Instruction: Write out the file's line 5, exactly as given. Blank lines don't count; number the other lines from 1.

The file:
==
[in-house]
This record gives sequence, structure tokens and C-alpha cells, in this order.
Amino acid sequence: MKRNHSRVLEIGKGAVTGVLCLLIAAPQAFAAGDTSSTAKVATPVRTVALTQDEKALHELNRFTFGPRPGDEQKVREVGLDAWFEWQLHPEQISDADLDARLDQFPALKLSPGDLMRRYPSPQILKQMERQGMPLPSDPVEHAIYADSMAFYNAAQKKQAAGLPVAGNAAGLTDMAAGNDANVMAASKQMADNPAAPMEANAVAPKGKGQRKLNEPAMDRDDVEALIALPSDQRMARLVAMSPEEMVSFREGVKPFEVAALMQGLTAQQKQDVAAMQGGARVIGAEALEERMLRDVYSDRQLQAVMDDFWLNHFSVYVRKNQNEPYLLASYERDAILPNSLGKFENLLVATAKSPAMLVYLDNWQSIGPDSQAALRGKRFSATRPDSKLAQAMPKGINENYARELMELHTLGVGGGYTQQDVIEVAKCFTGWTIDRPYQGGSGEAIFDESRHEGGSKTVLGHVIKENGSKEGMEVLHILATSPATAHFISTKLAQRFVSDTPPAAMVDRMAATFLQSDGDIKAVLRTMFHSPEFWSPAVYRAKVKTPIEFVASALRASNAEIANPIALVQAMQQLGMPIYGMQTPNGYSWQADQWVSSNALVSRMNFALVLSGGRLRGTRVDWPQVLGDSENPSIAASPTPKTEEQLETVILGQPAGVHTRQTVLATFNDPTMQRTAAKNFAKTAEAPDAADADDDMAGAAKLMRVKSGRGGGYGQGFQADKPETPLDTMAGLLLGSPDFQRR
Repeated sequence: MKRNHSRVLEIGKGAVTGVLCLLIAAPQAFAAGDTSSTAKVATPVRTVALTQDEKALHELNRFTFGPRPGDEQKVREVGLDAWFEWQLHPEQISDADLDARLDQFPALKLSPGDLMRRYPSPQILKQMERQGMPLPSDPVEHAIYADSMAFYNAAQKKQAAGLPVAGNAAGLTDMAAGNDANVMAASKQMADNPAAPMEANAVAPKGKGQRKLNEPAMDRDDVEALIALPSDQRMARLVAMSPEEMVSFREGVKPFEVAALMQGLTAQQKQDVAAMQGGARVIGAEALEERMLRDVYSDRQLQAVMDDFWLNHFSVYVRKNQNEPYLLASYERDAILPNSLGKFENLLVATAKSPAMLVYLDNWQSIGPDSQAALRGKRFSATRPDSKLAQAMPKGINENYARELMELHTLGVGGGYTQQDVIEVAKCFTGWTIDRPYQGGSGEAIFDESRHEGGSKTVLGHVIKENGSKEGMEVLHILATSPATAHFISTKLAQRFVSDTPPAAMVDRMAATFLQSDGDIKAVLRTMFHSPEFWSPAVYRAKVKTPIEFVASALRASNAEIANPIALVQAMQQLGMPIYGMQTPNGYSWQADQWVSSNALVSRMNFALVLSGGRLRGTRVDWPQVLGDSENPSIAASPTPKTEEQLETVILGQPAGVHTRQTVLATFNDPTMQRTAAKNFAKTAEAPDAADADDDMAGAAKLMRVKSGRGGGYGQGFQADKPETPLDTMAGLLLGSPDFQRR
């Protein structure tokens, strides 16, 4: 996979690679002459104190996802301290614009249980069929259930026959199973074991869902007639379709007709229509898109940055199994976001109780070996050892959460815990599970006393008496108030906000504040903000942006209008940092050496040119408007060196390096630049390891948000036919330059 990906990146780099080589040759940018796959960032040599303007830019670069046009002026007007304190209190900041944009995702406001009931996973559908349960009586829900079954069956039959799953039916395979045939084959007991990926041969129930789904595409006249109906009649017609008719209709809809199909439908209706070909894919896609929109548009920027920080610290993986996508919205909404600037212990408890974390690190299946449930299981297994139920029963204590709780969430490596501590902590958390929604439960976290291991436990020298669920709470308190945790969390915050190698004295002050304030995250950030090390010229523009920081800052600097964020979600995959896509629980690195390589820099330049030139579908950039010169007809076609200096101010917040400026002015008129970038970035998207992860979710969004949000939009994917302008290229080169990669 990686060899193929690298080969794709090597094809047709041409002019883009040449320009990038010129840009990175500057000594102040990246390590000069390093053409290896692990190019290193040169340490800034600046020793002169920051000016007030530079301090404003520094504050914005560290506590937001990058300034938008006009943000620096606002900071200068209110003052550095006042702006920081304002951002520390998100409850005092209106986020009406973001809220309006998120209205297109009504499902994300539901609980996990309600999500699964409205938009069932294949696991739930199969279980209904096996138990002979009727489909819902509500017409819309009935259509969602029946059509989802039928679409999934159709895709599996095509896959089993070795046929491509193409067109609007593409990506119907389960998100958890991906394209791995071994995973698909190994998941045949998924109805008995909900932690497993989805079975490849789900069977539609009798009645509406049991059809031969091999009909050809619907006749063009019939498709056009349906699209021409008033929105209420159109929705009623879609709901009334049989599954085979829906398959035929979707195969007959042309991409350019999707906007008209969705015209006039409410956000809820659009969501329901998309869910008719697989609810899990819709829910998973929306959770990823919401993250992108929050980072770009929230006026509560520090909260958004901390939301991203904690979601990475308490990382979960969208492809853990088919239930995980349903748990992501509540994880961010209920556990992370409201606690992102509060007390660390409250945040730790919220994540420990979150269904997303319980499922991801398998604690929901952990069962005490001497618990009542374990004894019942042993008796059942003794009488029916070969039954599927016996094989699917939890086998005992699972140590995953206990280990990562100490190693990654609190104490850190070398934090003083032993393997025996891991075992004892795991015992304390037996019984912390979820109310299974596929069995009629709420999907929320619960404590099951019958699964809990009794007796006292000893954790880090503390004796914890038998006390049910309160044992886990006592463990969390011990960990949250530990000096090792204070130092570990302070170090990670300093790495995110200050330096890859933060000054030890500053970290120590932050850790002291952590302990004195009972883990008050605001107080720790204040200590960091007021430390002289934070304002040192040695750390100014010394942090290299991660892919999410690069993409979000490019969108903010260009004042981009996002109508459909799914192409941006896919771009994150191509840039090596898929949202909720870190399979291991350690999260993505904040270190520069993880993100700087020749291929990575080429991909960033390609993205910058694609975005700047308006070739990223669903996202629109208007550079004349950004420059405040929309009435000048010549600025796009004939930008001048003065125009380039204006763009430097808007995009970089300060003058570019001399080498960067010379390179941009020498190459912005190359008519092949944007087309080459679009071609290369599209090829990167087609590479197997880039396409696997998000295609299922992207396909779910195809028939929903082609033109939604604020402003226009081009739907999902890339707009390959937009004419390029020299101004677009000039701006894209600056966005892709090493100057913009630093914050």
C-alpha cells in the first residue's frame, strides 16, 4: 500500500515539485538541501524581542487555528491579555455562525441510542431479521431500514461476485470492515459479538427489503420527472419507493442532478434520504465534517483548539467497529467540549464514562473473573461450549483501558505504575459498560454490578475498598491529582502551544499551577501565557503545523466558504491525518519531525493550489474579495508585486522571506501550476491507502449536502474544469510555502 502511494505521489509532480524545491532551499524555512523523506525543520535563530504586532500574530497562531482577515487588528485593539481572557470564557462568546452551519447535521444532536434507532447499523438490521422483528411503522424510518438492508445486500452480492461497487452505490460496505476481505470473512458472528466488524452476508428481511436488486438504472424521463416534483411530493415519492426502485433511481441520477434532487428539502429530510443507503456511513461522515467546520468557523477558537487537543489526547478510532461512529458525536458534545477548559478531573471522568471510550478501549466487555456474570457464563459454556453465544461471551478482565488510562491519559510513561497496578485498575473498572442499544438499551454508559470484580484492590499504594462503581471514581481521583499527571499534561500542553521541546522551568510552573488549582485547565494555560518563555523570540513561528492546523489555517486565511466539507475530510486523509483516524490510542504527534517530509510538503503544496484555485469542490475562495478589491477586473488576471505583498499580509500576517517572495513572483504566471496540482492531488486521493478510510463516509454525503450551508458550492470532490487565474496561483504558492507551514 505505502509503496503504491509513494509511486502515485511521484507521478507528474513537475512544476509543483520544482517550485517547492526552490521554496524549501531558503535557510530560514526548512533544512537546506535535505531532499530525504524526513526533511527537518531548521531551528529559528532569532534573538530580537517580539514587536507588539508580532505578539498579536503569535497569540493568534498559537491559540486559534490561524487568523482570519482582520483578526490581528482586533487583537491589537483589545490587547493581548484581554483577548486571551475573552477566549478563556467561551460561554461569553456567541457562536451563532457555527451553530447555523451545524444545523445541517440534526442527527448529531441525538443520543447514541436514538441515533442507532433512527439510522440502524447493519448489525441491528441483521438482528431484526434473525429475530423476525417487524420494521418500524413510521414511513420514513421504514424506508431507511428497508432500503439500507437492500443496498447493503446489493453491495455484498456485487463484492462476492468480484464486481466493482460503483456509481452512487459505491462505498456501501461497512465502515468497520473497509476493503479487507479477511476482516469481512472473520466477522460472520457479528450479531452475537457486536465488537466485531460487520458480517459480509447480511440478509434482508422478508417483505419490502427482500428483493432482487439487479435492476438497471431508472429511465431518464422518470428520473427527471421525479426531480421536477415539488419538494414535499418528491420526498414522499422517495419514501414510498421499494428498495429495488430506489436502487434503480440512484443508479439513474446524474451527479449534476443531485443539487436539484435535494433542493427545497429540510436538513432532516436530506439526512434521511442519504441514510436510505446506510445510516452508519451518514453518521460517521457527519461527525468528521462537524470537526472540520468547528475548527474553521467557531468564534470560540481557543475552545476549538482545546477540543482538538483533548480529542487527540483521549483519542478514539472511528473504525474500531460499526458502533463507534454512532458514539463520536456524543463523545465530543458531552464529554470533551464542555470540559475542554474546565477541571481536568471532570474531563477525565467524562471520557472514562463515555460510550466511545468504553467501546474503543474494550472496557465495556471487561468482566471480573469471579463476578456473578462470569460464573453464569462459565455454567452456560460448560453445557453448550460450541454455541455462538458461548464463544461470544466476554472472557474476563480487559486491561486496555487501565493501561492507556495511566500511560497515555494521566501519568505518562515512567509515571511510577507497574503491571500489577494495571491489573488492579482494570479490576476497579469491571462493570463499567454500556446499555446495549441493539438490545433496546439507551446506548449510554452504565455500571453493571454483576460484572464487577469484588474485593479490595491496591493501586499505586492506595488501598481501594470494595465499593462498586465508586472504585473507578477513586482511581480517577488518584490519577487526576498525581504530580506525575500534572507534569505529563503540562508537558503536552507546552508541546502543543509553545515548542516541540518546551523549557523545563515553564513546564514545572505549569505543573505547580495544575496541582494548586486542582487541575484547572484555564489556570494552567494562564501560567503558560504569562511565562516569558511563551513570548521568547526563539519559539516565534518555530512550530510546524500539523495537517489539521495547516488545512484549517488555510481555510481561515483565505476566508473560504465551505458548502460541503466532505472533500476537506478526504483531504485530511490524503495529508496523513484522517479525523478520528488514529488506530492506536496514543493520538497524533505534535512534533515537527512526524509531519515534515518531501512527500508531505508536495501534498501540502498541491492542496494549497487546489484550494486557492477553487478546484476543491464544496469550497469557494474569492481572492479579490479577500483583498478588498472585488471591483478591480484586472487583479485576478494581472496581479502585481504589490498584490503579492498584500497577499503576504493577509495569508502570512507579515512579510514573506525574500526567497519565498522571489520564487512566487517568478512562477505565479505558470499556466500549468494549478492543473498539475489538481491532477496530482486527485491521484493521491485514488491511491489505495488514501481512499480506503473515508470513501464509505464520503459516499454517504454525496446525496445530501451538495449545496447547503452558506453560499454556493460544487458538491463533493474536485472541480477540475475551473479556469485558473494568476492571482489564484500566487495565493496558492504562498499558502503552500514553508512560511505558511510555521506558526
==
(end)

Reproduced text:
């Protein structure tokens, strides 16, 4: 996979690679002459104190996802301290614009249980069929259930026959199973074991869902007639379709007709229509898109940055199994976001109780070996050892959460815990599970006393008496108030906000504040903000942006209008940092050496040119408007060196390096630049390891948000036919330059 990906990146780099080589040759940018796959960032040599303007830019670069046009002026007007304190209190900041944009995702406001009931996973559908349960009586829900079954069956039959799953039916395979045939084959007991990926041969129930789904595409006249109906009649017609008719209709809809199909439908209706070909894919896609929109548009920027920080610290993986996508919205909404600037212990408890974390690190299946449930299981297994139920029963204590709780969430490596501590902590958390929604439960976290291991436990020298669920709470308190945790969390915050190698004295002050304030995250950030090390010229523009920081800052600097964020979600995959896509629980690195390589820099330049030139579908950039010169007809076609200096101010917040400026002015008129970038970035998207992860979710969004949000939009994917302008290229080169990669 990686060899193929690298080969794709090597094809047709041409002019883009040449320009990038010129840009990175500057000594102040990246390590000069390093053409290896692990190019290193040169340490800034600046020793002169920051000016007030530079301090404003520094504050914005560290506590937001990058300034938008006009943000620096606002900071200068209110003052550095006042702006920081304002951002520390998100409850005092209106986020009406973001809220309006998120209205297109009504499902994300539901609980996990309600999500699964409205938009069932294949696991739930199969279980209904096996138990002979009727489909819902509500017409819309009935259509969602029946059509989802039928679409999934159709895709599996095509896959089993070795046929491509193409067109609007593409990506119907389960998100958890991906394209791995071994995973698909190994998941045949998924109805008995909900932690497993989805079975490849789900069977539609009798009645509406049991059809031969091999009909050809619907006749063009019939498709056009349906699209021409008033929105209420159109929705009623879609709901009334049989599954085979829906398959035929979707195969007959042309991409350019999707906007008209969705015209006039409410956000809820659009969501329901998309869910008719697989609810899990819709829910998973929306959770990823919401993250992108929050980072770009929230006026509560520090909260958004901390939301991203904690979601990475308490990382979960969208492809853990088919239930995980349903748990992501509540994880961010209920556990992370409201606690992102509060007390660390409250945040730790919220994540420990979150269904997303319980499922991801398998604690929901952990069962005490001497618990009542374990004894019942042993008796059942003794009488029916070969039954599927016996094989699917939890086998005992699972140590995953206990280990990562100490190693990654609190104490850190070398934090003083032993393997025996891991075992004892795991015992304390037996019984912390979820109310299974596929069995009629709420999907929320619960404590099951019958699964809990009794007796006292000893954790880090503390004796914890038998006390049910309160044992886990006592463990969390011990960990949250530990000096090792204070130092570990302070170090990670300093790495995110200050330096890859933060000054030890500053970290120590932050850790002291952590302990004195009972883990008050605001107080720790204040200590960091007021430390002289934070304002040192040695750390100014010394942090290299991660892919999410690069993409979000490019969108903010260009004042981009996002109508459909799914192409941006896919771009994150191509840039090596898929949202909720870190399979291991350690999260993505904040270190520069993880993100700087020749291929990575080429991909960033390609993205910058694609975005700047308006070739990223669903996202629109208007550079004349950004420059405040929309009435000048010549600025796009004939930008001048003065125009380039204006763009430097808007995009970089300060003058570019001399080498960067010379390179941009020498190459912005190359008519092949944007087309080459679009071609290369599209090829990167087609590479197997880039396409696997998000295609299922992207396909779910195809028939929903082609033109939604604020402003226009081009739907999902890339707009390959937009004419390029020299101004677009000039701006894209600056966005892709090493100057913009630093914050």